“The importance of those cards,” Jack says, “can’t be overstated. Some recipients have taped all the cards they’ve received and they become a headboard over their hospital bed,” he reports. Another told Nancy, “I can’t get rid of the cards you wrote for my mom.”

Covered in prayer

At Englewood (Florida) United Methodist Church, Jane Parker leads a group called, “Prayers & Squares, the Prayer Quilt Ministry.” Parker’s group is a chapter of an interfaith ministry started by a United Methodist Congregation in California nearly 25 years ago.

Prayers and Squares of Englewood United Methodist Church leaves loose strings at the corners of each square on the prayer quilts they make, creating places where others can “tie" their prayers to the quilt. Photo courtesy of Jane Parke
Prayers and Squares of Englewood United Methodist Church leaves loose strings at the corners of each square on the prayer quilts they make, creating places where others can “tie” their prayers to the quilt. Photo courtesy of Jane Parke

Each month “our servants gather to help with the various tasks involved with creating a prayer quilt,” Parker reports. These special quilts feature loose threads called “ties” in the corners of each square.

When complete, Parker displays the quilt with a card describing for whom the congregation will be praying. “Our congregation is invited to offer a loving, silent prayer for the recipient and then tie that prayer to the quilt with a square knot.”

Since 2012, “we have made, prayed over, and given this wonderful gift of love to 68 saints,” Parker reports. “Each quilt has 96 ties and often there are multiple knots on each tie,” she continues. “The number of prayers is countless. God is the only one who knows for sure.”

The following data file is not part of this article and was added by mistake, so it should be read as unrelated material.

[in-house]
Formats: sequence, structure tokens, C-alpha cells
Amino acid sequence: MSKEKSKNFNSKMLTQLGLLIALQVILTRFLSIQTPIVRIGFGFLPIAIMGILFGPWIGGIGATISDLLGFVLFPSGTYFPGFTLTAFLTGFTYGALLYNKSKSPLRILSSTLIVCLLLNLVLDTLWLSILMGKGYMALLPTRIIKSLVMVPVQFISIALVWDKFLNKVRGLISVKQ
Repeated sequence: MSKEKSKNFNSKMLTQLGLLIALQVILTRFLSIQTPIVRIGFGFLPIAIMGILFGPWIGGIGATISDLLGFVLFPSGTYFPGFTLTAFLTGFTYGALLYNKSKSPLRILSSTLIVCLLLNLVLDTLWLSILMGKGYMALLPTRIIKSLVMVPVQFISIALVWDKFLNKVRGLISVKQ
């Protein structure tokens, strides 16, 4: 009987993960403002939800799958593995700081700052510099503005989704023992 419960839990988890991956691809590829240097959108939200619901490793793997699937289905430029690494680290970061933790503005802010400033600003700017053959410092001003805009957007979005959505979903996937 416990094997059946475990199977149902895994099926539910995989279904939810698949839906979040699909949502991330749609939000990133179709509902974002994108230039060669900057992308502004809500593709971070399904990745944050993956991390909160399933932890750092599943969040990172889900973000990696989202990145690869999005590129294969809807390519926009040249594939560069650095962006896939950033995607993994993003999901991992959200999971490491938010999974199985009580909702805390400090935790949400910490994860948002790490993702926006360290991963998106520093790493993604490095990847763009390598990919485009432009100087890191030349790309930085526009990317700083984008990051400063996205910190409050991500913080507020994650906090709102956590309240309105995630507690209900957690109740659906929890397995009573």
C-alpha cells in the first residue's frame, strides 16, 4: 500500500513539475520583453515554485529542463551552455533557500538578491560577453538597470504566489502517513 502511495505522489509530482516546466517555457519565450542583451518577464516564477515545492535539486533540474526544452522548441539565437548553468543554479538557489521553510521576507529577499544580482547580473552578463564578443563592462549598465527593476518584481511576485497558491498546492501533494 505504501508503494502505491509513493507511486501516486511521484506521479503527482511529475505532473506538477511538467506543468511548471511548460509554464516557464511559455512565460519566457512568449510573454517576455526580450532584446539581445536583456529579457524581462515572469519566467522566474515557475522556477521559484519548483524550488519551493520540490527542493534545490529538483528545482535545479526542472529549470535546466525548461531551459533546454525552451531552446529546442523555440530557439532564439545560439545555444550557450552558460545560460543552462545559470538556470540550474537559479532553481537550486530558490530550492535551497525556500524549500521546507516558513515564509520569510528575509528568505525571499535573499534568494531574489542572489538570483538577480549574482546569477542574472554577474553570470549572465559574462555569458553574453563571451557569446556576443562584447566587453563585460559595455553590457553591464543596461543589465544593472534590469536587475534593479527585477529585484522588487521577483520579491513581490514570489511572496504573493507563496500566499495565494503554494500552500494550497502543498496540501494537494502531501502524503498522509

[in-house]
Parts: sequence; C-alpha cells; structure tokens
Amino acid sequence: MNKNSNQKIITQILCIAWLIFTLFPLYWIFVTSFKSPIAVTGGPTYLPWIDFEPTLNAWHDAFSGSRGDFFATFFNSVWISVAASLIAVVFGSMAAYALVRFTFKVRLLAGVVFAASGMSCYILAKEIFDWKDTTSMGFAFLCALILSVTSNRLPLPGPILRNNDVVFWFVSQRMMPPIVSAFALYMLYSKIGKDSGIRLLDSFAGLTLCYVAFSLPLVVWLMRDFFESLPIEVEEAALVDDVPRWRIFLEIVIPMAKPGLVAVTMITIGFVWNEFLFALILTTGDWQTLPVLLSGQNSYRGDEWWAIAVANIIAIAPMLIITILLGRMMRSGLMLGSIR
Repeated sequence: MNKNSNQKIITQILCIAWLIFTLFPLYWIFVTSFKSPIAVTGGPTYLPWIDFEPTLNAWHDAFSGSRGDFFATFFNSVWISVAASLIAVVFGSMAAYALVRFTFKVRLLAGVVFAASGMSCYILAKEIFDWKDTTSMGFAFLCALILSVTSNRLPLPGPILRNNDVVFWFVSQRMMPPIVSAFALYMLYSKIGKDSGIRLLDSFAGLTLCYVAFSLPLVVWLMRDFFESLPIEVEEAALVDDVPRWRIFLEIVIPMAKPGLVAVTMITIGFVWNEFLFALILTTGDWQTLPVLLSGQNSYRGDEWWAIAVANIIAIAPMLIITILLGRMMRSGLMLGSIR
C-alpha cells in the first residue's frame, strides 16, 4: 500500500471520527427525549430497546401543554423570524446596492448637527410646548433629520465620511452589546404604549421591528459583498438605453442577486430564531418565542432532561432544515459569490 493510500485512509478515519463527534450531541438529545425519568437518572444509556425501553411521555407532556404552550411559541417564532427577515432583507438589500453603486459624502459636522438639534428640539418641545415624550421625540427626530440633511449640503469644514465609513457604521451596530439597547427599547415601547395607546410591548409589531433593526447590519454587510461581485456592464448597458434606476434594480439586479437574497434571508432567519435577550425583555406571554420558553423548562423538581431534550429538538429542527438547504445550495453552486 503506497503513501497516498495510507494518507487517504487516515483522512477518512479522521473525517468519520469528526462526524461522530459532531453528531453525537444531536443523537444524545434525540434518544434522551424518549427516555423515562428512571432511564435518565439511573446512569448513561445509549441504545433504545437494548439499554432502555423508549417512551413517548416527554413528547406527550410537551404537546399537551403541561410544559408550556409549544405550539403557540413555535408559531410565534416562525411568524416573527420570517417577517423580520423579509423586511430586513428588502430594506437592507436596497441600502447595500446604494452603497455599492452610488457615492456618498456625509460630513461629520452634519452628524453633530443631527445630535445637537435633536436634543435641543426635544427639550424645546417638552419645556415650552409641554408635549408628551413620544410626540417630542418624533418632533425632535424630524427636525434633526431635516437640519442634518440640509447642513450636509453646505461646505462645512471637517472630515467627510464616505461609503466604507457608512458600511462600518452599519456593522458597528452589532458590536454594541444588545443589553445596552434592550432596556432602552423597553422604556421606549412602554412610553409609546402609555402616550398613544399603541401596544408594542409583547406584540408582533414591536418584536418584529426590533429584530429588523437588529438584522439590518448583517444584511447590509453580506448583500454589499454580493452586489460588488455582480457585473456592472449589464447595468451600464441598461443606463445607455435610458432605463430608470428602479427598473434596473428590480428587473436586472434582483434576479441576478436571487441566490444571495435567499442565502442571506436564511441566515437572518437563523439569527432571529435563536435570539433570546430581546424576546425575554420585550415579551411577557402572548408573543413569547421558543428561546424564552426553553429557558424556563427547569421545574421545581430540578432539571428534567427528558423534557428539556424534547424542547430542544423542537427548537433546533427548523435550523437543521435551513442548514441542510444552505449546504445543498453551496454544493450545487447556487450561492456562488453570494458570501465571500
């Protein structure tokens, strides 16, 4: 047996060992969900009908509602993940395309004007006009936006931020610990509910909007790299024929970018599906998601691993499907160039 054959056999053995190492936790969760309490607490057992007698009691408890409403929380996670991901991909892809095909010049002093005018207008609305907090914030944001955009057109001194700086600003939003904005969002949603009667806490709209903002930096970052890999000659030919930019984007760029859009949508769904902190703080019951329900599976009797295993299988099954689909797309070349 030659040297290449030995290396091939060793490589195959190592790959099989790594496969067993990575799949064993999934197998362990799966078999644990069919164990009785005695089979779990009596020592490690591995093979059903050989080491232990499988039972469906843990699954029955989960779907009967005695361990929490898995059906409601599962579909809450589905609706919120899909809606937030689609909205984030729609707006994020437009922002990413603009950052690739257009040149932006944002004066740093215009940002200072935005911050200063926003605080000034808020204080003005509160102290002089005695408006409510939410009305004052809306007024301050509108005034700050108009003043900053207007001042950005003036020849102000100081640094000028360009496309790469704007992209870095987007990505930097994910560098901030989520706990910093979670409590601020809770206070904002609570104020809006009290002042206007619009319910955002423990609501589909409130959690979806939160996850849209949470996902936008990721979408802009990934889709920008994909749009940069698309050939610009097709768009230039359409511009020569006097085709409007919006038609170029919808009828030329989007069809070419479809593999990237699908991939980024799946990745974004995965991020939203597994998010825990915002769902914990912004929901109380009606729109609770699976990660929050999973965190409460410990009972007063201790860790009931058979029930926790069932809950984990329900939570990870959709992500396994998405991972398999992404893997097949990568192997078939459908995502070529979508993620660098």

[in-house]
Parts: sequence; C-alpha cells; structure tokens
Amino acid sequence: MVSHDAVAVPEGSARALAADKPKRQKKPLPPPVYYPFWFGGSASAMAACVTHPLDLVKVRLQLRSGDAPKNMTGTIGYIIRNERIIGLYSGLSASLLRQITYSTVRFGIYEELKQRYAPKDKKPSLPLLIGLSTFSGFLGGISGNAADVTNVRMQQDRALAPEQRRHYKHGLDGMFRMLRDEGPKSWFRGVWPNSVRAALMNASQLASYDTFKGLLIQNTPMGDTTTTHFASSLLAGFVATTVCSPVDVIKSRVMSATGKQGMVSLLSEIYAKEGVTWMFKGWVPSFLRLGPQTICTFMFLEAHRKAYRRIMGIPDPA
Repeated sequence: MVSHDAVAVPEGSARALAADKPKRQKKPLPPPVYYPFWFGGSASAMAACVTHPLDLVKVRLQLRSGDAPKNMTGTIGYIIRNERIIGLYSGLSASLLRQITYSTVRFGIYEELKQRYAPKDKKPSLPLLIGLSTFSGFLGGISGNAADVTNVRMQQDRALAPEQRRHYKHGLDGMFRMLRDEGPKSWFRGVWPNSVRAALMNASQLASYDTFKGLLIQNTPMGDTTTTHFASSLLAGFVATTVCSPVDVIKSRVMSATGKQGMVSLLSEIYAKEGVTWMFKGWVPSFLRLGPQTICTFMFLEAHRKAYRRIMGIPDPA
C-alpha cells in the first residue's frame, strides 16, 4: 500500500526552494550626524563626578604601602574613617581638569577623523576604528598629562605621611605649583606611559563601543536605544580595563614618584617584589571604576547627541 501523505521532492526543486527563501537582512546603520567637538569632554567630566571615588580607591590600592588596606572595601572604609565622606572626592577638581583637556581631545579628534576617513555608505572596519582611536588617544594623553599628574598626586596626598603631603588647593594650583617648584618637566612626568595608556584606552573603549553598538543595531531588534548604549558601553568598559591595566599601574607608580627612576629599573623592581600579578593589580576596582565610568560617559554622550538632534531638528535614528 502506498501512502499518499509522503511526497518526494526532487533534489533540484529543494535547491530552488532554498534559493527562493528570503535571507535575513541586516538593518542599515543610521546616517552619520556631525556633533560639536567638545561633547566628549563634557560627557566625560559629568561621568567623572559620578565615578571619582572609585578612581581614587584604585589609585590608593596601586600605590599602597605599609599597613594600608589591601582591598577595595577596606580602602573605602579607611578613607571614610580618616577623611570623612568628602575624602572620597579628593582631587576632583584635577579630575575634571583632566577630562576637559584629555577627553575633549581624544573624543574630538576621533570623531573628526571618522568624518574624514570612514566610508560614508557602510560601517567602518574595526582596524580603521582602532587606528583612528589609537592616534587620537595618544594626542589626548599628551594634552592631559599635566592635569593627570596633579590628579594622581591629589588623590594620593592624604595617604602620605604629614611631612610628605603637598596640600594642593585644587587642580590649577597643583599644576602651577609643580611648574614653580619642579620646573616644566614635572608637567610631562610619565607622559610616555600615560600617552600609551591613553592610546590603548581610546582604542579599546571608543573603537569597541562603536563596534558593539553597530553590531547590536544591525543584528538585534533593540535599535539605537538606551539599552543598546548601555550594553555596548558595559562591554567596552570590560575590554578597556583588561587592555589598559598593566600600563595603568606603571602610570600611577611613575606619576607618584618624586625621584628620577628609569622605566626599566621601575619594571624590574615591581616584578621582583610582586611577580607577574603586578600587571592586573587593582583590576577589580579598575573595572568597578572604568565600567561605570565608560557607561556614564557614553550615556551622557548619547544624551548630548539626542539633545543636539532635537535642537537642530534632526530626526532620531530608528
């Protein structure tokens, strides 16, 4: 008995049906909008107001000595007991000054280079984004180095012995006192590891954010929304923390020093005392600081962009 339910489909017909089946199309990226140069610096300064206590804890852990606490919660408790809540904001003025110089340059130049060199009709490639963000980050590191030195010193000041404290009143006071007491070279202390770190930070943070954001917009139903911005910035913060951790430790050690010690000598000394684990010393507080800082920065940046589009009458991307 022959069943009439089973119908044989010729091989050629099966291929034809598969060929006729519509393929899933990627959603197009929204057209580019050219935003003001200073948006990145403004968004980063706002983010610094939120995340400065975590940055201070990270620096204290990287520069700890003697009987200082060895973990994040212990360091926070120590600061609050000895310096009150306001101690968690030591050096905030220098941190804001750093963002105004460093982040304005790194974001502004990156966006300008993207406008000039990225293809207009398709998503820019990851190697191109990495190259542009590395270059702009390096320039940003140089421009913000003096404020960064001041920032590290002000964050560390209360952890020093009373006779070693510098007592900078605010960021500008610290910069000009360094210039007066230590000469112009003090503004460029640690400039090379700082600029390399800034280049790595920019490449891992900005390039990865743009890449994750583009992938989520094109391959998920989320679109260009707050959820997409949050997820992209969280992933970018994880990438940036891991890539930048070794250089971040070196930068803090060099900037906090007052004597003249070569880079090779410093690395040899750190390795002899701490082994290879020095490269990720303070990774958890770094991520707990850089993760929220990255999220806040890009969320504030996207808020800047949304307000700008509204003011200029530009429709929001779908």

Prayer quilt recipients often take them to treatment or the hospital. It is quite a source of comfort to be literally blanketed in the prayers of your church.

Teamwork a blessing

It is also a blessing to be part of a team that is praying.

Jack reports that his time with intercessory prayer “drives home the truth of how important it is to communicate with our Father in heaven on a regular basis, because of the wonderful things that does to the relationship that we have with him.”

Nancy agrees. “One of the ladies in our original group said, ‘It’s the best hour of the week for me,’” she remembers.

Jane Parker reports that Prayers & Squares not only wraps folks in the love and prayers of God’s people, it also encourages members of the congregation to develop deeper prayer lives.

Focusing people in prayer for others not only deepens our relationship to God; it brings those who are praying together.

“I can best describe it as a connectedness,” Parker explains, “a bond with each of our souls and hearts that didn’t seem to exist as fully as it does now.”

These connections come while uniting in prayer, working on quilts, writing cards, and performing other loving acts. “All is prayer,” Wesley wrote, “when we have no other object than [God’s] love, and the desire of pleasing him.”

Please share your experiences with intercessory prayer below in our comments section.